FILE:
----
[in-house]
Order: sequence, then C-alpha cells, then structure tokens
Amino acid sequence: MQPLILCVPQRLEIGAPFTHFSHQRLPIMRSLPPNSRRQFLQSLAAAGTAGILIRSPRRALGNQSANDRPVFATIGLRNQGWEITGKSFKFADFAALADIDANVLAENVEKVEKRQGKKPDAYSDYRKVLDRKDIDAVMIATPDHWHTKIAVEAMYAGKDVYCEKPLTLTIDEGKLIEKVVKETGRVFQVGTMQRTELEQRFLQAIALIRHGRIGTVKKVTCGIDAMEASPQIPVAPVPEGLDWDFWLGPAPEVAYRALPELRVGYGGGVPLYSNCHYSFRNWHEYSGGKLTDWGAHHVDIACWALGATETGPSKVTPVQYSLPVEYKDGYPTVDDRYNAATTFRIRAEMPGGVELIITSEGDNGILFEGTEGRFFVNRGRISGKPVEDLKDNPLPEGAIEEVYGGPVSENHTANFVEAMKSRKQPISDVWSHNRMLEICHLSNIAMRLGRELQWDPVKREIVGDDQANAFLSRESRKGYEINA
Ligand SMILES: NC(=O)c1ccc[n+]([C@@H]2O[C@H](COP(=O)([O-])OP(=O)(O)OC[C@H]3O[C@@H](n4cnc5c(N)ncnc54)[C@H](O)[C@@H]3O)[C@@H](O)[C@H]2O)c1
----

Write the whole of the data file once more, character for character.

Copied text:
[in-house]
Order: sequence, then C-alpha cells, then structure tokens
Amino acid sequence: MQPLILCVPQRLEIGAPFTHFSHQRLPIMRSLPPNSRRQFLQSLAAAGTAGILIRSPRRALGNQSANDRPVFATIGLRNQGWEITGKSFKFADFAALADIDANVLAENVEKVEKRQGKKPDAYSDYRKVLDRKDIDAVMIATPDHWHTKIAVEAMYAGKDVYCEKPLTLTIDEGKLIEKVVKETGRVFQVGTMQRTELEQRFLQAIALIRHGRIGTVKKVTCGIDAMEASPQIPVAPVPEGLDWDFWLGPAPEVAYRALPELRVGYGGGVPLYSNCHYSFRNWHEYSGGKLTDWGAHHVDIACWALGATETGPSKVTPVQYSLPVEYKDGYPTVDDRYNAATTFRIRAEMPGGVELIITSEGDNGILFEGTEGRFFVNRGRISGKPVEDLKDNPLPEGAIEEVYGGPVSENHTANFVEAMKSRKQPISDVWSHNRMLEICHLSNIAMRLGRELQWDPVKREIVGDDQANAFLSRESRKGYEINA
Ligand SMILES: NC(=O)c1ccc[n+]([C@@H]2O[C@H](COP(=O)([O-])OP(=O)(O)OC[C@H]3O[C@@H](n4cnc5c(N)ncnc54)[C@H](O)[C@@H]3O)[C@@H](O)[C@H]2O)c1